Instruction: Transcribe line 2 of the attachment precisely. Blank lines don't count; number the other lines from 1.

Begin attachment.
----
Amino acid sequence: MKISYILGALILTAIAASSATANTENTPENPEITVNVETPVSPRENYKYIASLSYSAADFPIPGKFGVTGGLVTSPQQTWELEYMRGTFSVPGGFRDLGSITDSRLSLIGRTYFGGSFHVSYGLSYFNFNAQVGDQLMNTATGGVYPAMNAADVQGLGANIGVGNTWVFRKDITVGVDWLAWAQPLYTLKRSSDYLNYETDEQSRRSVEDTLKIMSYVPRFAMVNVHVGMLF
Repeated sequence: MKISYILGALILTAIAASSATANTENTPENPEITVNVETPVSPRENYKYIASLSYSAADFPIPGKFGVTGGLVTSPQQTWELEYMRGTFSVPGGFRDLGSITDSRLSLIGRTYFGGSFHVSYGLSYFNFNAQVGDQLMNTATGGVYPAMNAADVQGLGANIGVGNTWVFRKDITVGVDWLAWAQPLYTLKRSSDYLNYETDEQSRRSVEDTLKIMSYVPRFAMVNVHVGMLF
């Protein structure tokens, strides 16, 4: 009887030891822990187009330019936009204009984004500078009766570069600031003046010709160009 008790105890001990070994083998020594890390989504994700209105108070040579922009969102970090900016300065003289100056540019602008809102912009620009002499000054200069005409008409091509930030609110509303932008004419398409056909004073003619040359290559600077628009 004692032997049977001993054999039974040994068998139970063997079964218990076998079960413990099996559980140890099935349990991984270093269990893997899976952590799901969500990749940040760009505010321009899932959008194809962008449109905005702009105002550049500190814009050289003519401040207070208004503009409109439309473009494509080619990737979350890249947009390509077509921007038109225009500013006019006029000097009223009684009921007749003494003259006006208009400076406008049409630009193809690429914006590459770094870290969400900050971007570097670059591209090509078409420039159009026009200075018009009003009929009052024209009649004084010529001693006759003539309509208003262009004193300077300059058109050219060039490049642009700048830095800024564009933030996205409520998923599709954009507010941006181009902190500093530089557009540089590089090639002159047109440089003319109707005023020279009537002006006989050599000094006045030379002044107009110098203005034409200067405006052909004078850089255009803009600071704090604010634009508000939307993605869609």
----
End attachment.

Repeated sequence: MKISYILGALILTAIAASSATANTENTPENPEITVNVETPVSPRENYKYIASLSYSAADFPIPGKFGVTGGLVTSPQQTWELEYMRGTFSVPGGFRDLGSITDSRLSLIGRTYFGGSFHVSYGLSYFNFNAQVGDQLMNTATGGVYPAMNAADVQGLGANIGVGNTWVFRKDITVGVDWLAWAQPLYTLKRSSDYLNYETDEQSRRSVEDTLKIMSYVPRFAMVNVHVGMLF